History & Philosophy

Home of liberal religion and free-thought in Cambridge since 1904

The church on Emmanuel Road is a beautiful small building inspired by Wren’s chapel at Pembroke College. It dates from 1927. The church, and its handsome hall, common room, kitchen and office (built 1923), is home to a modern, progressive, free-thinking and free-religious community. We seek to offer people committed to the well-being of a secular, scientifically literate and democratic society, ways by which they may continue intelligently to engage with that society’s liberal Christian, radical Enlightenment, religious-naturalist and humanist heritage, as well as with other, non-Christian religious and philosophical traditions, which have contributed so much of worth and value to our modern, cosmopolitan culture.

We do this by offering people opportunities for personal, intellectual and spiritual growth within a welcoming, supportive, conversational community that attempts always to be kindly, lively, open-minded and truthful.

Here there is only one orthodoxy, namely, a love of truth that is a sincere desire to understand how the world is and our place in it.

Foundation of the Cambridge Unitarian Church

The Cambridge congregation was not formally founded until 1904 following a series of lectures on The Historical Jesus and the Theological Christ by the Unitarian scholar and lecturer in Comparative Religion at the University of Oxford, J. Estlin Carpenter (1844-1927).

It met first of all in the rooms of F. J. M. Stratton (1881-1960) on Downing Street. Stratton was the Professor of Astrophysics at the University of Cambridge from 1928 to 1947. In 1923, the present church hall was built and was in use as the church until the construction of the present building in 1927. Both the hall and the church were designed by Ronald Potter Jones FRIBA (1876-1965) and his architectural ideas concerning church building can be found in his book Nonconformist Church Architecture (Lindsey Press, London, 1914). An important Cambridge figure in the congregation during the 1960s and 70s was Lord McNair of Gleniffer F.B.A. (1885-1975) who became Professor of Law at Cambridge and who was also Vice-Chancellor of Liverpool University, President of the International Court of Justice and also President of this congregation.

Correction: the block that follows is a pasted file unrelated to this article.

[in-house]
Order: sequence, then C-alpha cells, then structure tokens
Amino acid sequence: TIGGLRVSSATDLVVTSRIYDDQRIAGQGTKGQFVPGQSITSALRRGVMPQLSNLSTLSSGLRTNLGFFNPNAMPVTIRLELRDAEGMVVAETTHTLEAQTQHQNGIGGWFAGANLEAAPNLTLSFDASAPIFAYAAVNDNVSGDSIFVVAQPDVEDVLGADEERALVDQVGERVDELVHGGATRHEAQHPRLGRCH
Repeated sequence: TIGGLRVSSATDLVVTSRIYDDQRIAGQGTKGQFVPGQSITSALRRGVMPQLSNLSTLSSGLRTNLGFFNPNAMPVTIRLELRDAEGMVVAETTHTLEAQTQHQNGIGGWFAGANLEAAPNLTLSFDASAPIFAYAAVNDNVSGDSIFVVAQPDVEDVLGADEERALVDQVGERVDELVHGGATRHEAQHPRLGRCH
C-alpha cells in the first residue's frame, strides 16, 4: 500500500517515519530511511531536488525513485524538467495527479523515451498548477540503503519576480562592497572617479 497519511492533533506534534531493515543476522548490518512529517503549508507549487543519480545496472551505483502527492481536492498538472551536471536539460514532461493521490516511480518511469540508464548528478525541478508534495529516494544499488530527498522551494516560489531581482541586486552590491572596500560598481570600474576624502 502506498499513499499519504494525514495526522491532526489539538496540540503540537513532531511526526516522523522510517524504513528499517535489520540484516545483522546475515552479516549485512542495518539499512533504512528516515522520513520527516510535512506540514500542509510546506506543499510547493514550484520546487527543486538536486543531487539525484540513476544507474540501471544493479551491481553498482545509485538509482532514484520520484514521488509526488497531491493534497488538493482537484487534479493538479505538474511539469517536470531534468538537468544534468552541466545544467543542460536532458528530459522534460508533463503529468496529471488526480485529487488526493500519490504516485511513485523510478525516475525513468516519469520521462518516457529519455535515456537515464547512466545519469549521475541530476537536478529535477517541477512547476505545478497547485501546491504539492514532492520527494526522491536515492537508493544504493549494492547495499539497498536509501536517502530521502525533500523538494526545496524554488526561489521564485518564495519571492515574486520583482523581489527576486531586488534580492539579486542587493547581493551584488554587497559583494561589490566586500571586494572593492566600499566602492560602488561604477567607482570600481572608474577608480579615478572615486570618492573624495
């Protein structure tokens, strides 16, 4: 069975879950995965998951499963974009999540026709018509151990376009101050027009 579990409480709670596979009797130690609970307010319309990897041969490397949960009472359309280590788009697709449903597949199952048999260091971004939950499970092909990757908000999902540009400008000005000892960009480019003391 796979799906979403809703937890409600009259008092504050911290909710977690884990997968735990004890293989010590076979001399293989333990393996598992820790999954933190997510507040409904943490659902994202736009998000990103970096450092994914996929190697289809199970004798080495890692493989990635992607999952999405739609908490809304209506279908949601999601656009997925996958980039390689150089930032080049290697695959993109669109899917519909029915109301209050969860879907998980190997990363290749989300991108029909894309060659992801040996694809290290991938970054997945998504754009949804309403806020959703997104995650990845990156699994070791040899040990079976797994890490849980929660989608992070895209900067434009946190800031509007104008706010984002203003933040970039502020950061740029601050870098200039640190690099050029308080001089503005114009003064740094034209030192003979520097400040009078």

Memorably, in 1931, Mohandas Karamchand Gandhi (1869–1948) visited the church to speak to the Indian Community Association in the hall. Click HERE to read the newspaper accounts.

Early Unitarians in Cambridge

Influential people in Cambridge who adopted a Unitarian viewpoint include:

John Milton (1608-1674): a member of Christ’s College was an English poet and civil servant for the Commonwealth of England under its Council of State and later under Oliver Cromwell and an advocate of religious toleration.

Sir Isaac Newton, F.R.S. (1642-1727): whose unorthodox religious views were known to his friends and are clearly stated in his posthumously published religious writings.

William Whiston (1667-1752): who succeeded Isaac Newton as Lucasian Professor of Mathematics.

Theophilus Lindsey (1723-1808): a Fellow of St. John’s and later Vicar of Catterick who, in 1774, resigned his living to become minister of the first openly avowed Unitarian congregation in England at Essex Street in London.